In planning to build a computer, the majority of a person’s thinking centers on the CPU, motherboard, and hard drive. What case to use is of secondary concern, with the decision based often on personal taste rather than technical reasons.
Some builders may want to re-use an old case.
The logic of it seems sound. Perhaps you have an old computer, nothing of which is salvagable but the case. Or, maybe a friend has gutted his old system, scavenging parts to make a new computer. Re-using a case can shave dollars off the cost of your new system, and make use of an item that might otherwise be trashed.
In the light of reality, however, using that old case makes economic sense only if it comes with a sufficent power supply to fill your needs. Many older cases were sold with 230 or 250 watt units. These are completely inadequate for today’s needs.
The most basic internet and homework sort of computer requires 300 watts. If you have ambitions of anything beyond web browsing and word processing, then start thinking higher. For some pursuits much higher. Top level gaming and heavy duty video work may require 500 watts.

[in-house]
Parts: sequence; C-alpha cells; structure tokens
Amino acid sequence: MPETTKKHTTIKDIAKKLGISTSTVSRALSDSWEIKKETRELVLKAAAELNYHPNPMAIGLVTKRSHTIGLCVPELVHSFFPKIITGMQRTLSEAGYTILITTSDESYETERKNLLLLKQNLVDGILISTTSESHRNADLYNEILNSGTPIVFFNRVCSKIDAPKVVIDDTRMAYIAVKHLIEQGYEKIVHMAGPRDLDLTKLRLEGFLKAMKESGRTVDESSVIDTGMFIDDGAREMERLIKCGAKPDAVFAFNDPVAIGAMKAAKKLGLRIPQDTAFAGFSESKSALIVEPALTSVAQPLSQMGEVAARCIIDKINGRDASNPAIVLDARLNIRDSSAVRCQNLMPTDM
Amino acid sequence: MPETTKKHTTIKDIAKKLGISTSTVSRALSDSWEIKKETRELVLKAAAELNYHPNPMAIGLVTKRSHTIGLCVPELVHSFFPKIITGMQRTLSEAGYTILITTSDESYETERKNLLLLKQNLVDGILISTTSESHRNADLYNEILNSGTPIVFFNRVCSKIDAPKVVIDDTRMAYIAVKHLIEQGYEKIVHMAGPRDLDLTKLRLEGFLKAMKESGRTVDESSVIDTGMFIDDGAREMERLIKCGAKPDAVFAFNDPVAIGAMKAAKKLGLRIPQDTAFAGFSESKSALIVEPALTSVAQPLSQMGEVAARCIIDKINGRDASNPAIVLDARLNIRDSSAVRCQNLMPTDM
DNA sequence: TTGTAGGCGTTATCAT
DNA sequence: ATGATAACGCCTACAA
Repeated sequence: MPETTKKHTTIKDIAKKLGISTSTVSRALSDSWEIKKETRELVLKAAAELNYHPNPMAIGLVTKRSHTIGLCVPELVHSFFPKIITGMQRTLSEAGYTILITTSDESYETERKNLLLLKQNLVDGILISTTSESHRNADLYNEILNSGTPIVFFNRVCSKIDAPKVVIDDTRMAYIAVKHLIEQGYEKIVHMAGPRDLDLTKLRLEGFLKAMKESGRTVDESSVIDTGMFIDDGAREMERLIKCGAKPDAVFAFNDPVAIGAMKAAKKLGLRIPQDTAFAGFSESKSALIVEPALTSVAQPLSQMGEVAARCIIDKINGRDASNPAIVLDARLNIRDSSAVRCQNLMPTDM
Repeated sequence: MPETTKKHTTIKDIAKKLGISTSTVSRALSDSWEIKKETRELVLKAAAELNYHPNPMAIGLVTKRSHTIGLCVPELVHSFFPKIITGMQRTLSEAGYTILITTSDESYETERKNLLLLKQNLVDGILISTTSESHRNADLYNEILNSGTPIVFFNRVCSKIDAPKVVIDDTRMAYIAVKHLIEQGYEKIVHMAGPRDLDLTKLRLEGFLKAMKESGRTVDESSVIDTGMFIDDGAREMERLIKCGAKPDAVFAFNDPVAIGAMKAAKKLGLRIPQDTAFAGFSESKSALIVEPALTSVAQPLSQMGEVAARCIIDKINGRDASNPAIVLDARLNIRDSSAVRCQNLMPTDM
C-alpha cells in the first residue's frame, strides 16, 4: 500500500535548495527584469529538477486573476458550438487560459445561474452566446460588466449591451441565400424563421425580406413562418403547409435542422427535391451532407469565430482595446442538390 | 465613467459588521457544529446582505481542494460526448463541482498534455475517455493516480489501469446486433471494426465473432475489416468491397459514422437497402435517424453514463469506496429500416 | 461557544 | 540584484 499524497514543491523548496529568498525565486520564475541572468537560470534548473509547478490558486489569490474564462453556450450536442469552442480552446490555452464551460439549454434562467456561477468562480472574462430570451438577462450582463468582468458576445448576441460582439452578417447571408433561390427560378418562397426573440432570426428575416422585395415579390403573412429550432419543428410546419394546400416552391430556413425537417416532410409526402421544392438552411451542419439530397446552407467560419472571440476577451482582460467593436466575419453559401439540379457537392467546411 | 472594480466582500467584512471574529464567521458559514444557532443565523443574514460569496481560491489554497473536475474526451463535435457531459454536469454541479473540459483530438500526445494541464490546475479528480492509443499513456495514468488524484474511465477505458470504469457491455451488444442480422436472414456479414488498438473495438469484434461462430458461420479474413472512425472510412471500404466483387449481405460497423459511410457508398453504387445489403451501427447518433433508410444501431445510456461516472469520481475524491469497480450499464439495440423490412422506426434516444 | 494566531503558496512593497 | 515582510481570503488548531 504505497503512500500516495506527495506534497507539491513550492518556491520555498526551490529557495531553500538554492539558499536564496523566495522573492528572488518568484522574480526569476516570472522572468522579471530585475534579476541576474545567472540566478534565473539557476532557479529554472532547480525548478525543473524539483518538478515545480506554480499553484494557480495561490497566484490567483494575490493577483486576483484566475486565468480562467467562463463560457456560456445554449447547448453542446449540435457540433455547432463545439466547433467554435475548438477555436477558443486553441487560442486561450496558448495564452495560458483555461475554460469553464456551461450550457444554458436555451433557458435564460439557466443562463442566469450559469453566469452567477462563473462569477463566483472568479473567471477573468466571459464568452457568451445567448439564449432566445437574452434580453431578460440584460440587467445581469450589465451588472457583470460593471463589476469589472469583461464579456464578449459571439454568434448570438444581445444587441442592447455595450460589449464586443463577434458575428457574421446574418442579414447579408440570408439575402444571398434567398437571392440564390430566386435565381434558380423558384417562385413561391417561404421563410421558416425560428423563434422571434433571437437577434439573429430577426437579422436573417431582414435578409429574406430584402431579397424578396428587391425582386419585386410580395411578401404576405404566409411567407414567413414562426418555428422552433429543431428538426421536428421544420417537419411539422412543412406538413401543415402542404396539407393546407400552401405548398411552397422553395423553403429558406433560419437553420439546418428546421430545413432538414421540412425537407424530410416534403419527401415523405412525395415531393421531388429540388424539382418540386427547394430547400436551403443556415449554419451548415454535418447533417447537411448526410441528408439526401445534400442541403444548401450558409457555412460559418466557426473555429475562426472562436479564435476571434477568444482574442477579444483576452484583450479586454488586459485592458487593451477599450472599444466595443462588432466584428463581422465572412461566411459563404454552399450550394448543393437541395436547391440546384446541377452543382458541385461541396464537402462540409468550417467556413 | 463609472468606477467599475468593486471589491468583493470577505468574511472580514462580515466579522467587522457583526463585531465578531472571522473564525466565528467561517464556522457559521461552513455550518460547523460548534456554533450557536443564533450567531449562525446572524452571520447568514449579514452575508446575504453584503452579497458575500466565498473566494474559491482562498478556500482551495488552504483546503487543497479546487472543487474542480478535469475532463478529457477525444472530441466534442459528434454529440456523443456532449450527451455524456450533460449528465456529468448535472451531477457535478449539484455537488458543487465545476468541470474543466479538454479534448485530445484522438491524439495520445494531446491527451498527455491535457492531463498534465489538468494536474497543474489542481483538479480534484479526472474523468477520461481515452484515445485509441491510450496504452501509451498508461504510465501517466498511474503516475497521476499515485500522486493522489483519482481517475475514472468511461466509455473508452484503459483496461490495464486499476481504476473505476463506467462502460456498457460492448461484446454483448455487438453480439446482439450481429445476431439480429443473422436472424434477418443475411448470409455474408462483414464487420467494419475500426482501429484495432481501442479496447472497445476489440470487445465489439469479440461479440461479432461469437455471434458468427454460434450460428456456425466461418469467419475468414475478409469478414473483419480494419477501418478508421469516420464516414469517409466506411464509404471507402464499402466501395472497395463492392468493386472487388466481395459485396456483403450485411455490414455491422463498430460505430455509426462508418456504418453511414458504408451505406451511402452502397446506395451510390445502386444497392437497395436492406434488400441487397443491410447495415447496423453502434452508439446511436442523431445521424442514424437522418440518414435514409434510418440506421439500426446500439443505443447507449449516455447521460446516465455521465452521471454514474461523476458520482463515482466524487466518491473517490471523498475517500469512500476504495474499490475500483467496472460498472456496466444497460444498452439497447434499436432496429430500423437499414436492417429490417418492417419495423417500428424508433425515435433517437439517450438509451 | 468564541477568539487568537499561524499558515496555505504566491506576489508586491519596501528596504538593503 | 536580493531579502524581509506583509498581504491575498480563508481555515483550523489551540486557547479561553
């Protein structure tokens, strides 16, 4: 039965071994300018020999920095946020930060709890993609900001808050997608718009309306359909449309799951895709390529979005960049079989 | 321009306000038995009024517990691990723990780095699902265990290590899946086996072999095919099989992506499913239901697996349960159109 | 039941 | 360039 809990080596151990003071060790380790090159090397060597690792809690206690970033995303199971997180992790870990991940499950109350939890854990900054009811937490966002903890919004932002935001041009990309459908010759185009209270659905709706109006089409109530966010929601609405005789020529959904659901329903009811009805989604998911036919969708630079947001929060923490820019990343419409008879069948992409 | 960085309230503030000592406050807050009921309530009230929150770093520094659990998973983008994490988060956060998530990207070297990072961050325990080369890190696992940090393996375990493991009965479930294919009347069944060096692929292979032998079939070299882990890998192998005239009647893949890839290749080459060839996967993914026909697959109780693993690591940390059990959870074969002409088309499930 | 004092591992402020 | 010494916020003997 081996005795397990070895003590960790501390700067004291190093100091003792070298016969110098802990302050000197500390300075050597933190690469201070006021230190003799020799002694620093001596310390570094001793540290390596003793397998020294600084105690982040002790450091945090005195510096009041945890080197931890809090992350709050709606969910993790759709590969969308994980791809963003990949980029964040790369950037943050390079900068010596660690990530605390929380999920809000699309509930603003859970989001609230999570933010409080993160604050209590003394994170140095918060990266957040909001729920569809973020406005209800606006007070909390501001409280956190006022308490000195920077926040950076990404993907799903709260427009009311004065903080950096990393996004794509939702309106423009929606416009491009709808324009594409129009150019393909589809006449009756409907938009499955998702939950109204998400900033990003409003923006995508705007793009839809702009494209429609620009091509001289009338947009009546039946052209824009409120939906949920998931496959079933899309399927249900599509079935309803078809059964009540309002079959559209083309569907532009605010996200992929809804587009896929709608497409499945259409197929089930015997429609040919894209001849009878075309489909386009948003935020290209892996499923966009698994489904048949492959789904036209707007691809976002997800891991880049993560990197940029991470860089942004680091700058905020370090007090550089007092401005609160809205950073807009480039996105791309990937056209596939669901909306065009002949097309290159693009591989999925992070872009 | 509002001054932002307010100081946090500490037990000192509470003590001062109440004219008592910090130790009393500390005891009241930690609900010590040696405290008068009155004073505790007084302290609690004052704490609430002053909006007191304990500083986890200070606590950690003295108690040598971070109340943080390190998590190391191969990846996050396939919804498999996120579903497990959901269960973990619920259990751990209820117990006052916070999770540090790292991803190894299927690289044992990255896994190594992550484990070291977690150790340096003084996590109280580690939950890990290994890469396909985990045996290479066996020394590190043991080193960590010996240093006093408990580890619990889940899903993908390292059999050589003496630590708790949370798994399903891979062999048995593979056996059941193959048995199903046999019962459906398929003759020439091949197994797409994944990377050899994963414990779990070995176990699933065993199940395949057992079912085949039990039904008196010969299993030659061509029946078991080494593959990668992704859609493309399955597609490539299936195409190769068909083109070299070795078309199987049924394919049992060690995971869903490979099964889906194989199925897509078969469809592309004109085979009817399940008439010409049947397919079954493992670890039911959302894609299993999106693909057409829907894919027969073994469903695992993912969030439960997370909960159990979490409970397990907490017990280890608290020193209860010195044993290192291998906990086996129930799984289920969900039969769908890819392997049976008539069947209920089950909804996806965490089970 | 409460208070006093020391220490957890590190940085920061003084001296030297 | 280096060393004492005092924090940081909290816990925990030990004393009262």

If you still want to use that old case, there’s a lot you can do to upgrade it. The most obvious move is to install a stronger power supply. Since they usually mount with only 4 to 6 screws, this is an easy operation. Just lately, I’ve noticed some 400 watt units being sold at bargain prices, so this can be done without busting your budget.
If you need firewire and USB ports in the case’s front, they can be installed in one of the 3.5 inch bays. Low cost kits, that come with cables, can get the job done. You can hook up cameras, flash memory, and other good stuff without fiddling about in the back of the case.
Does the case need a new fan port cutout made? Now is the time to do it, while the case is empty. My prefered method is to saw out a small rectangle, and cover the hole with steel mesh. I use the screws that hold the fan to keep the steel clamped in place.
In the case’s previous use, PCI cards probably were installed, and now you’re left with one or more holes than need to be filled. If you can mount your cards there, do so, or get replacement caps to cover them. Leaving the holes open can let a lot of dust in, and change the airflow patterns, reducing cooling efficency.
Michael Quarles is the author of Building a PC for Beginners.
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